Coach John Chavis' unit all but stopped the Irish ground game, allowing only 48 yards on 34 carries, but that wasn't near enough to compensate for a misfiring offense and special teams play that seems to become worse with every outing.
That left the defense surrendering 295 yards through the air to Notre Dame quarterback Brady Quinn and his corps of receivers, with wideout Jeff Samardzija accounting for 127 yards and one touchdown on seven catches.
"That was by far the best pass rush I've ever seen," Quinn said, but it wasn't good enough to match Notre Dame's 41 points, including a punt return and an interception for touchdowns.
"I thought our team battled, and when we got it back to 21-21, I thought we had us a ballgame," UT head coach Phillip Fulmer said.
"I think the effort was there. We played defense well enough to win. I didn't think the score was indicative of how we played (on defense). We've got to look at special teams. Our coverage obviously has to be better, and we have a young punter who needs to get the ball closer to the sidelines."
Defensive leader Kevin Simon said he continues to be shocked by how this season has played out and feels a lot of responsibility for rallying his teammates each week.
"Big plays killed us in the end," Simon said. "If you'd told me this before the season began, I'd have said you're crazy. You can't put the blame on one person. There were just plays everybody should have made.
"The whole team was up for this game. It was the little miscues we've had all season. I think the defense did pretty well, but pretty well isn't good enough."
Simon says his concern now is keeping his teammates focused on the next game and the one after that.
"I'm worried about this team and what this team's like emotionally," he said. "We're fighting to get bowl eligible. It's pretty much all we have left. We have to fight to get that. It's frustrating."
Linebacker Ryan Karl, who plays on most of UT's special teams and at his linebacker spot recovered a fumbled lateral pass in the contest, said players seem to "have some mental breakdowns or something" each Saturday.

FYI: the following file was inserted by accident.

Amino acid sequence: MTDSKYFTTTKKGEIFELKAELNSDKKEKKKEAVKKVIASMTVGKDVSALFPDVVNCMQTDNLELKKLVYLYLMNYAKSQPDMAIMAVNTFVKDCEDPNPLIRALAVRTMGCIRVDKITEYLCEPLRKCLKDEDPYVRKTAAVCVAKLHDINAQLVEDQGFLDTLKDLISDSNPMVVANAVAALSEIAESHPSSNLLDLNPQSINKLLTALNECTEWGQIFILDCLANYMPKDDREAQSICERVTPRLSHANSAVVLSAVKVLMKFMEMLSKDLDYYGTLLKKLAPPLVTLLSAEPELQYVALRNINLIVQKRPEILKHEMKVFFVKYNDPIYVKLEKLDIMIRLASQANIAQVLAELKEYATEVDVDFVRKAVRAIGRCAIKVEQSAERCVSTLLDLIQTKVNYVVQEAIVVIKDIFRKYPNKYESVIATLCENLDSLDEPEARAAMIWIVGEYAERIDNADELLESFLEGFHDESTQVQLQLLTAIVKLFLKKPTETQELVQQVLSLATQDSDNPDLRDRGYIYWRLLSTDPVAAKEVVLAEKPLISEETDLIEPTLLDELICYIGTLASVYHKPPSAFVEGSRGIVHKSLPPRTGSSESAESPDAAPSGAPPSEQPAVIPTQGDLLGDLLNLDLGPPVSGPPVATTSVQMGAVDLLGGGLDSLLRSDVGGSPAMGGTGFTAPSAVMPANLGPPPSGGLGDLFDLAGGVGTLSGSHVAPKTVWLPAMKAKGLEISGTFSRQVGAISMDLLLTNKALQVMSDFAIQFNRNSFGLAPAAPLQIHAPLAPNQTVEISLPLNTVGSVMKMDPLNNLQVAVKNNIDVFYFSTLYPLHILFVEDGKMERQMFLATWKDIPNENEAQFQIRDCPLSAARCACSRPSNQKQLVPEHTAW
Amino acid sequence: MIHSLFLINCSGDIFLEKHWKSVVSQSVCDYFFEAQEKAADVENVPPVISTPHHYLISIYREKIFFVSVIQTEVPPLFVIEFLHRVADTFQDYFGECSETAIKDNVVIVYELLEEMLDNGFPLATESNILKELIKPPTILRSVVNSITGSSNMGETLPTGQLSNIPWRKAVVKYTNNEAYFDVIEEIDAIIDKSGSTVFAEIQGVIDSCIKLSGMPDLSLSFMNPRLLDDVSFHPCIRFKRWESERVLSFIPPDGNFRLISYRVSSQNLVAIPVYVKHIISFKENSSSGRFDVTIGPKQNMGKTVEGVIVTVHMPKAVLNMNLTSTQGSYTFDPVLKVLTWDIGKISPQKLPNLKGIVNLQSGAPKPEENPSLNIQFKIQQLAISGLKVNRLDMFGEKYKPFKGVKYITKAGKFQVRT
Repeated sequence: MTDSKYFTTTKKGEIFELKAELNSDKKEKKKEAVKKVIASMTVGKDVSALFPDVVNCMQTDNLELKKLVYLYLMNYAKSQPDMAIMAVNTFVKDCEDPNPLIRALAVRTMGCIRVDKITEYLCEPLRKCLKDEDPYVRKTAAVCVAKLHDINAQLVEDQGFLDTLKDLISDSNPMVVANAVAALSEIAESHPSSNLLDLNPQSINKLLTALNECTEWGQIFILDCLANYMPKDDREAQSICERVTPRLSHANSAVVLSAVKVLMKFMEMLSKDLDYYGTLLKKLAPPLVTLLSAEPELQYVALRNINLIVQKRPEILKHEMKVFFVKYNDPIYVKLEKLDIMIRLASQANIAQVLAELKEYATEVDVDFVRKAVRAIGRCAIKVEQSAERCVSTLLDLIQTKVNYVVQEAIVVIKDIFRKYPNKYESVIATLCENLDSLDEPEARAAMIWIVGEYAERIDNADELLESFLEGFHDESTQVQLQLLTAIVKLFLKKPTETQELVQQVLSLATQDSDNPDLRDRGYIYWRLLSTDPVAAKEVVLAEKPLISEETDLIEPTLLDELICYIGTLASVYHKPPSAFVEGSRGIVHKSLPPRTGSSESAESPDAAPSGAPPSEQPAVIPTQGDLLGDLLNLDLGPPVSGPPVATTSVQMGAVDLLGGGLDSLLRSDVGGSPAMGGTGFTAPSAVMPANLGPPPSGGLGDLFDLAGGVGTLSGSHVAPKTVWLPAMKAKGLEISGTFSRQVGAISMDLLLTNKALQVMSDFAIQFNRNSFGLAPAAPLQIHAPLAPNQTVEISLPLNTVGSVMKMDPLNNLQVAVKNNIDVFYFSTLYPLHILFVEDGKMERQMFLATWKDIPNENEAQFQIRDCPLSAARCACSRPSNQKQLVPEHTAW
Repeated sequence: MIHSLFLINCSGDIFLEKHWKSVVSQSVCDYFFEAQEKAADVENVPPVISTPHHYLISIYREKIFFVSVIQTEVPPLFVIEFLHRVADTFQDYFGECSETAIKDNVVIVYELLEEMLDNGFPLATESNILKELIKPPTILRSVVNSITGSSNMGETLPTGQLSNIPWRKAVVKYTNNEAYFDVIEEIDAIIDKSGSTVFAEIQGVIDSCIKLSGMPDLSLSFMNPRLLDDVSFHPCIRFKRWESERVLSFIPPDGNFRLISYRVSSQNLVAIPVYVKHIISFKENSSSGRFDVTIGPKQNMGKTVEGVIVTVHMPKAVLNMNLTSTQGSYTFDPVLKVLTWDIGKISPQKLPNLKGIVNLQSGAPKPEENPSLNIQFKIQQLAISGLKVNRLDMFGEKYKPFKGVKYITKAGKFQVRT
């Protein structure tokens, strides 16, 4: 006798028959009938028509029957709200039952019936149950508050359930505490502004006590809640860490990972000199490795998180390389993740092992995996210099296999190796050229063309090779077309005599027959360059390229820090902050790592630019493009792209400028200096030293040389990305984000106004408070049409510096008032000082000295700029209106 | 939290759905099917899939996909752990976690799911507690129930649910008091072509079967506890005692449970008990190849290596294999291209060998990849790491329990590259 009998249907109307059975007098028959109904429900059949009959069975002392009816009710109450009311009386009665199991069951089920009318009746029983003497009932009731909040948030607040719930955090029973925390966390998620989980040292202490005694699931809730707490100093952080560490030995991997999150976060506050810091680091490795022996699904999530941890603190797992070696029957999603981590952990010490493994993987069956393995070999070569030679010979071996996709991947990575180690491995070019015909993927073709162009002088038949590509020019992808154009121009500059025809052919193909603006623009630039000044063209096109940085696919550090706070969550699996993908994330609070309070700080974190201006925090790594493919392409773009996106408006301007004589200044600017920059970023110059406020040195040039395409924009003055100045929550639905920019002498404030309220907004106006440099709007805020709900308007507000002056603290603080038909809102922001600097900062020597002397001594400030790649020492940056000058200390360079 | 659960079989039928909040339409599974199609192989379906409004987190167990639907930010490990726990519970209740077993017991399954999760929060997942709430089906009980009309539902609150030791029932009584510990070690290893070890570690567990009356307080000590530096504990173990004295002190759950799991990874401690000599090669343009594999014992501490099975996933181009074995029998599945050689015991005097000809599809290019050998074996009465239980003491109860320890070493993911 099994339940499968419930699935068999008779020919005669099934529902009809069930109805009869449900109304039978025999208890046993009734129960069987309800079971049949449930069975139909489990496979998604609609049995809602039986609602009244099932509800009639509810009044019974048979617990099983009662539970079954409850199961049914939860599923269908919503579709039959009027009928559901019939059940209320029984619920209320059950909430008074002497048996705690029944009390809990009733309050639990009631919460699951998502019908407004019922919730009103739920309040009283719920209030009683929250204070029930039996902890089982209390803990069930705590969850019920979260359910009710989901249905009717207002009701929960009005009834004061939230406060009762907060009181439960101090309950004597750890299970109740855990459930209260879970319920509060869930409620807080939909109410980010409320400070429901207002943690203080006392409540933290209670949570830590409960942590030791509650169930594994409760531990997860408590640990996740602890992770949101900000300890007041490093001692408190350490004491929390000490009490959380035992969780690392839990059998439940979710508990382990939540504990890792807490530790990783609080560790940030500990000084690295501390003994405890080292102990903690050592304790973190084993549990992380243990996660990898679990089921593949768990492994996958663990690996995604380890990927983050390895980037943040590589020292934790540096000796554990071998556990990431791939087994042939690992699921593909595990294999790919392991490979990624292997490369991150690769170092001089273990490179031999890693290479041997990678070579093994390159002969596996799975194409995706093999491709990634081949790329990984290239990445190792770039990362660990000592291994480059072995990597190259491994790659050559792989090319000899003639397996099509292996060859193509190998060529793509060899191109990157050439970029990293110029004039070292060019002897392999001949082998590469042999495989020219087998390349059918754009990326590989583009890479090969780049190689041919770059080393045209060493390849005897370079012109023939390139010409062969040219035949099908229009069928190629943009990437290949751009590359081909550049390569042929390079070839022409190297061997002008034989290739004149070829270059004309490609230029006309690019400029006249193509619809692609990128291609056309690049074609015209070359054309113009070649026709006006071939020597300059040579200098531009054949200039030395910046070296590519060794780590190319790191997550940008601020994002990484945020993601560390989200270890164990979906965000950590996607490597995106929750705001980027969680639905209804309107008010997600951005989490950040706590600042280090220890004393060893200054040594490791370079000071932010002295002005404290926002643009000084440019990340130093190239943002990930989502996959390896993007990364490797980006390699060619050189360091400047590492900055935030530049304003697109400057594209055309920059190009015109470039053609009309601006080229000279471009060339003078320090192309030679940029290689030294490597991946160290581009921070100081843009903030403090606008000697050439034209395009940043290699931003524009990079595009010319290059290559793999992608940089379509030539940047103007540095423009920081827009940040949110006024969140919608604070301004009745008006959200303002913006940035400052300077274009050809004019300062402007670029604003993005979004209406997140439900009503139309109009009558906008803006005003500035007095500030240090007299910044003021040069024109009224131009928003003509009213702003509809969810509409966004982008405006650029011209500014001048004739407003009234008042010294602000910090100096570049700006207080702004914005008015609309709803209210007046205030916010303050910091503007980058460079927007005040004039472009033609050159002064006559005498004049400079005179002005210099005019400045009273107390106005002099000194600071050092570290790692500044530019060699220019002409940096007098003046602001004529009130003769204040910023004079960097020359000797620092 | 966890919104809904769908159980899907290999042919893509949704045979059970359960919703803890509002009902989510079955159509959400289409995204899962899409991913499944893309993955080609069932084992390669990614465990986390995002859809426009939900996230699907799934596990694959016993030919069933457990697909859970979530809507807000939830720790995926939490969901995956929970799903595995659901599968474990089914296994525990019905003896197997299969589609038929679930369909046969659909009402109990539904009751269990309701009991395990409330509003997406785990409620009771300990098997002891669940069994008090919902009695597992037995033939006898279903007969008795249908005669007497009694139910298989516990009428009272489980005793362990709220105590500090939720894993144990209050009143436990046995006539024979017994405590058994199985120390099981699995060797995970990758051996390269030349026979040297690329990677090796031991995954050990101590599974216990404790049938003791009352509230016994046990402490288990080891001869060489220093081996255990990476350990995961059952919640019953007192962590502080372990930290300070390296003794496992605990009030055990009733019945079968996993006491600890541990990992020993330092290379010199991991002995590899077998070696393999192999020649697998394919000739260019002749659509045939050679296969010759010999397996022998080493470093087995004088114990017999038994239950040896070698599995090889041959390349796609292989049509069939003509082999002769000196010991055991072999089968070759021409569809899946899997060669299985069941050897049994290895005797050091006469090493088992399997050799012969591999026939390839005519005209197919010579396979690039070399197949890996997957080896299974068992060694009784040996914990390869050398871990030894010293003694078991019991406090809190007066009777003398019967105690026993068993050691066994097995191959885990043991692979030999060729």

"Special teams in practice is sometimes the best teams out there," he said. "We can't let up now, though. This is an uncharacteristic season for us, and a bowl is still our goal."
Defensive lineman Jesse Mahelona agreed with Simon about big plays making a difference in nearly every Tennessee loss this season.
"That's happened in a lot of games" Mahelona said. "Our mistakes hurt us. Unfortunately, Notre Dame is a good team, and you can't make those kind of mistakes.
"To be honest, with the talent we have on this team, I expected a lot of things. Every day I ask myself what's going on? And I have no answers."
On the offensive side of the ball, sophomore quarterback Erik Ainge's performance was improved despite two interceptions, one of which was returned for a touchdown in the closing minutes. Ainge managed to guide the inconsistent offense to three scores, tying the game before things fell apart for good.
Fulmer credited former offensive coordinator Randy Sanders withcalling most of the passing plays from the coaches' booth, although Ainge said Sanders wasn't calling plays and that they came from Fulmer.
"It was good to get out there and play the game," said Ainge, whodidn't surrender any time to senior Rick Clausen, who led the Vols out of a similar deficit at LSU.
"If we did something wrong, we were going to pay for it. Their(defense) isn't as big and strong as Tennessee's, but they're smart and they make plays."
Fulmer praised Ainge's 13 of 32 passing night, saying: "I think Erik's a real talent. He's a competitor. He doesn't like to throw the ball away and I believe he's going to be a good player.
"He'll learn from (the interceptions). He's just got to learn to seethings well. At times he gets in a bit of a hurry, and at times he does OK."